By Fareed Zakaria
One of the great strengths of democracy is that bad policies are often reversed. That’s a consolation when we look at the flurry of pandering programs being enacted as the populist wave works its way through the Western world. When a new government is elected, things can be undone. Except for Brexit, which, if it goes through, might prove to be the most profound legacy of this decade.
Britain, famous for its prudence, propriety and punctuality, is suddenly looking like a banana republic as it makes reckless decisions, misrepresents reality and now wants to change its own self-imposed deadline. But if it does leave the European Union, it will be bad news for Britain, for Europe and for the West.
As Martin Sandbu writes in The Political Quarterly, Brexit has always been “a solution in search of a problem.” To me, the best evidence of this is that Britain’s Euro-skeptics generally want to leave the EU because they see it as a statist juggernaut. In virtually every other member country, Euro-skeptics dislike the EU because they see it as a free-market juggernaut. So, either all those other countries have it backward or Britain’s Conservatives have gone nuts.
When I asked my Washington Post colleague Anne Applebaum what historians would look at when trying to understand the road to Brexit, she suggested that it all centers around the Conservative Party.
The Tories could probably claim to be the most significant political party of the 1900s, governing Britain for most of the century, producing Churchill, Thatcher and other iconic Western statesmen.
But after the Cold War, as left-wing parties abandoned socialist ideas and moved to the center, the right faced an identity crisis. It needed to find the kind of clarity and purpose that anti-communism and freedom had provided. In America, this mobilized the Republicans to emphasize social and cultural issues like abortion, gay rights and immigration, which they coupled with an almost religious fury against liberals.
In Britain, Conservatives found themselves in the same mushy middle that prime ministers Tony Blair and David Cameron inhabited. So, as Applebaum noted, they went radical — on Europe. Of course, there were always Euro-skeptics, but they had been a small, eccentric minority within the party. By the midpoint of Cameron’s premiership, they were able to hold the party hostage and force Britain to walk the plank.
We’re all weary of the drama, but keep in mind: Brexit will be a disaster. As Sandbu points out, Britain’s economy is competitive and productive only in high-value manufacturing and services, both of which depend on a deeply integrated market with Europe. While Britain can and will adjust, Brexit will likely mean a path of slower growth and less innovation for the country and its people.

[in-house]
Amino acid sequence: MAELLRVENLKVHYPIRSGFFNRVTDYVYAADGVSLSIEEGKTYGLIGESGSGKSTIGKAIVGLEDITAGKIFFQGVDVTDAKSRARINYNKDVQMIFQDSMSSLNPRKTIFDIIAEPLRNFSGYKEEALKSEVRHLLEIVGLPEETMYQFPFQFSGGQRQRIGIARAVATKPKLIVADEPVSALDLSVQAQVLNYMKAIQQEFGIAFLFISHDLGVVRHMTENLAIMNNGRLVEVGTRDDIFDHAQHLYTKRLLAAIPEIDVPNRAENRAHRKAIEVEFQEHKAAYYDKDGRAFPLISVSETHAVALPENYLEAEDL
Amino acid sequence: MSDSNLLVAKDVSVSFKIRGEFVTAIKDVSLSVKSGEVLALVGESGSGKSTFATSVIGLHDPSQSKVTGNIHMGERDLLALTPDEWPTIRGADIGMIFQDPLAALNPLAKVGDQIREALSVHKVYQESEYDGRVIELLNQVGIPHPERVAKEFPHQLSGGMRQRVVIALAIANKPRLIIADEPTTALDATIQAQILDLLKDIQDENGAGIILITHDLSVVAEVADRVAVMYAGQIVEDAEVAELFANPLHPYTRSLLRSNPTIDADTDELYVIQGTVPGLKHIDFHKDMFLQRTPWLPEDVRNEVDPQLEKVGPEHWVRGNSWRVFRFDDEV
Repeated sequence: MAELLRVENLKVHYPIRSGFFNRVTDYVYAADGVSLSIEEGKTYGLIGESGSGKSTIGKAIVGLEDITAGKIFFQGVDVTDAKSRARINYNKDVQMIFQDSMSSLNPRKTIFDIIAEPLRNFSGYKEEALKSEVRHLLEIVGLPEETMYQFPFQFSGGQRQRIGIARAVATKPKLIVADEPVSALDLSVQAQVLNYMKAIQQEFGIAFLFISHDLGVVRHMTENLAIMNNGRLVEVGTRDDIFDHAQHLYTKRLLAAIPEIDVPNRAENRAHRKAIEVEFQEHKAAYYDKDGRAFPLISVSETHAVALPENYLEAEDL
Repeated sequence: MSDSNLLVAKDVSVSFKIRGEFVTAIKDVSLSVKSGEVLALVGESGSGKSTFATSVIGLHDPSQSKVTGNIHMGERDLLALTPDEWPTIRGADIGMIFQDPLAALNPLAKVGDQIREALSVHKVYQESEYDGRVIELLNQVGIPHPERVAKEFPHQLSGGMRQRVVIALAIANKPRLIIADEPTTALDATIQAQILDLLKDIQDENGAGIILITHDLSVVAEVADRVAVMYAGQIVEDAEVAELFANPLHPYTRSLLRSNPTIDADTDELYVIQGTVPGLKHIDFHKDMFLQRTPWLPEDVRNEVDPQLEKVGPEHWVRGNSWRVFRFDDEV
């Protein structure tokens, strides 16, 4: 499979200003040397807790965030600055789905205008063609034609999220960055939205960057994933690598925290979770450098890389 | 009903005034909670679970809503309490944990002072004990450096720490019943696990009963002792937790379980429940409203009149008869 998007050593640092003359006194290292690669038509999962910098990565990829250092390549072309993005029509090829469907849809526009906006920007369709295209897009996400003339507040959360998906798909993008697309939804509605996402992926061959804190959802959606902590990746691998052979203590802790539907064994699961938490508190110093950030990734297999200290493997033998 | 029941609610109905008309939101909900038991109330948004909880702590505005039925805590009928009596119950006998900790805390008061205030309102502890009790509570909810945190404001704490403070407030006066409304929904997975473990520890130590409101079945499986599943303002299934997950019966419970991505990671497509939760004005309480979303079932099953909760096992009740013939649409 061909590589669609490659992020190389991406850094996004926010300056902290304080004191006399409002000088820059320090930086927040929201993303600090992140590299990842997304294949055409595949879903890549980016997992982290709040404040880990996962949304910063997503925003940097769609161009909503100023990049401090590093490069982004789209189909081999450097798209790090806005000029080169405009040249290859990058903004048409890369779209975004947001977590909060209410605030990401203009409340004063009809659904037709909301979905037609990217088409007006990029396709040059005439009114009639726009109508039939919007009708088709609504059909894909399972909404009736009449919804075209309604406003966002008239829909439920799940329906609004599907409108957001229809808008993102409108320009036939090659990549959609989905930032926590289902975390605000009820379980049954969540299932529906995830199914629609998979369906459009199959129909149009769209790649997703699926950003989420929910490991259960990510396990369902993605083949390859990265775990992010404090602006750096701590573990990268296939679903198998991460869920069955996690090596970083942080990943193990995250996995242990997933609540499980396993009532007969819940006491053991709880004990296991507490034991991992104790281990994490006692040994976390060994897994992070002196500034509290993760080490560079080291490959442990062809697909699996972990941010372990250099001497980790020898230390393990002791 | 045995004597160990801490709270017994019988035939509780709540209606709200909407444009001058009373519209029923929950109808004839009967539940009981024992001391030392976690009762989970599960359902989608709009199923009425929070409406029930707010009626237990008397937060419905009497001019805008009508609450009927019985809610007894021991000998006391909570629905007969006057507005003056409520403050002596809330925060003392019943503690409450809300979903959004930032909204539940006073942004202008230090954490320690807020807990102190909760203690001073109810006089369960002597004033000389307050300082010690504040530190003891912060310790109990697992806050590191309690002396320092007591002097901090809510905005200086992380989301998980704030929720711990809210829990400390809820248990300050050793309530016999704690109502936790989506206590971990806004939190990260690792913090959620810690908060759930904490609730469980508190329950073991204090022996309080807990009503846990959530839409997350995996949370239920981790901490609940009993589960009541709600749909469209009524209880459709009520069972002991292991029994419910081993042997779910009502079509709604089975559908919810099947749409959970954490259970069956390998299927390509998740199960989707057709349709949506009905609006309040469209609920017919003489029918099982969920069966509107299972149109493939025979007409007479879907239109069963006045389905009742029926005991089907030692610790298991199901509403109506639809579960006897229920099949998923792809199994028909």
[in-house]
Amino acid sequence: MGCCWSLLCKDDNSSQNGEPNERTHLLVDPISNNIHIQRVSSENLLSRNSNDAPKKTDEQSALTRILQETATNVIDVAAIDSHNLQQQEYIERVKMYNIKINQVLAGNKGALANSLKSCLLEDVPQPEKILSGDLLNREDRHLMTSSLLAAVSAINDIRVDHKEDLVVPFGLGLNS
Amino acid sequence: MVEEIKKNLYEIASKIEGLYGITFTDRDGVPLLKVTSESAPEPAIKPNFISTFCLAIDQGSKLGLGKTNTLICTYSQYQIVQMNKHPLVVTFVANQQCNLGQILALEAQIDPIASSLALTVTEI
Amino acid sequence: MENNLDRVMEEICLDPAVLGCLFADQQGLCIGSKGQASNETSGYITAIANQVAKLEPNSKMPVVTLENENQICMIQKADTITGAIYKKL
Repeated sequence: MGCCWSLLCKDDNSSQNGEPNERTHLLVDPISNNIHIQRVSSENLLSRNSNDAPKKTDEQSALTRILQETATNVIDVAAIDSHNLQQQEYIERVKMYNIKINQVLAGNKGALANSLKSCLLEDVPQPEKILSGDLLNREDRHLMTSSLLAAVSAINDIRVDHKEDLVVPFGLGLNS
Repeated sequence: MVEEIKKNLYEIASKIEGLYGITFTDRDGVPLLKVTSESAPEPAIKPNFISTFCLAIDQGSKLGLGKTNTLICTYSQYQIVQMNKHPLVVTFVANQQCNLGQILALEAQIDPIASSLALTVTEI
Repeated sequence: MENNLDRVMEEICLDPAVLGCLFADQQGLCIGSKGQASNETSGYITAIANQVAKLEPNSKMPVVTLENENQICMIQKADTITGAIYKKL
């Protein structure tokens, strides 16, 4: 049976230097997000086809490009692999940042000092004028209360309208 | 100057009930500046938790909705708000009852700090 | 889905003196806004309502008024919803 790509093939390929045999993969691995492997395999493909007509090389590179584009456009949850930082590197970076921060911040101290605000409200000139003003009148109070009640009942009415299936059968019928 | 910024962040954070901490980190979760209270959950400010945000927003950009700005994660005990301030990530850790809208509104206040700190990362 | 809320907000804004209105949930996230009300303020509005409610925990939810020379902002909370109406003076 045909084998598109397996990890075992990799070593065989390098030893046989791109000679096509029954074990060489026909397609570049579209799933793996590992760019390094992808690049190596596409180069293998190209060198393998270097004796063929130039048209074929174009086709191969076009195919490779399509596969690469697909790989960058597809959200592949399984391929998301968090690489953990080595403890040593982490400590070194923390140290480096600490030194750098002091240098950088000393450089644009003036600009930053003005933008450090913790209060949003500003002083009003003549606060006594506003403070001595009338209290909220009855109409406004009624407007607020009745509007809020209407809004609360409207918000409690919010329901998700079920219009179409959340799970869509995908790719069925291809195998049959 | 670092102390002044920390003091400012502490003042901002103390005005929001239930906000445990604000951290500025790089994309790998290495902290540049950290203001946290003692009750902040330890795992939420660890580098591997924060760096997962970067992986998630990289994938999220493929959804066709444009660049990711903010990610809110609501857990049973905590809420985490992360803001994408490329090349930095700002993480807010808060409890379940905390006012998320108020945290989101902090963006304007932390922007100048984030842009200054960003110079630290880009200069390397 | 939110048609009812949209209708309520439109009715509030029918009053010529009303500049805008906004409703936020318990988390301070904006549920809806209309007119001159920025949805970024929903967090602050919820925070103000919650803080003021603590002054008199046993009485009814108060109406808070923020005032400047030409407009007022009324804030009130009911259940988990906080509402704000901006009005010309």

The foreign policy consequences of Brexit are being discussed least but might prove to be the most consequential. If Brexit does occur, within a few years, Scotland and Northern Ireland will probably loosen their ties to Britain in order to maintain their association with Europe. Great Britain will then be reduced to just England and tiny Wales, a small country off the coast of Europe, not really fitting into any of the three economic blocs of the 21st century — North America, Europe and China. London, a city that has shaped global affairs for 250 years, will become the West’s Dubai, a place where lots of money sloshes around but of no great geopolitical consequence.
Europe will also lose a lot with Brexit. Britain is a big, vibrant economy. But more important, Britain has been a crucial voice in the community for free markets, openness, efficiency and an outward-looking foreign policy. The U.K. has been one of the few European countries that maintained and deployed a powerful army, often for broader global purposes.
As non-Western countries like China rise, the central question of international relations is: Can the international system built by the West — that has produced peace and prosperity for 75 years — last? Or will the rise of China and India and the revival of Russia erode it and return us to what Robert Kagan calls “the jungle” of international life, marked by nationalism, protectionism and war?
The world order as we know it was built over two centuries, during the reigns of two liberal, Anglo superpowers — Britain and then the United States. Brexit will mark the end of Britain’s role as a great power, and I wonder whether it will also mark the day that the West — as a political and strategic entity — began to crumble.
Fareed Zakaria’s email address is firstname.lastname@example.org.
(c) 2019, Washington Post Writers Group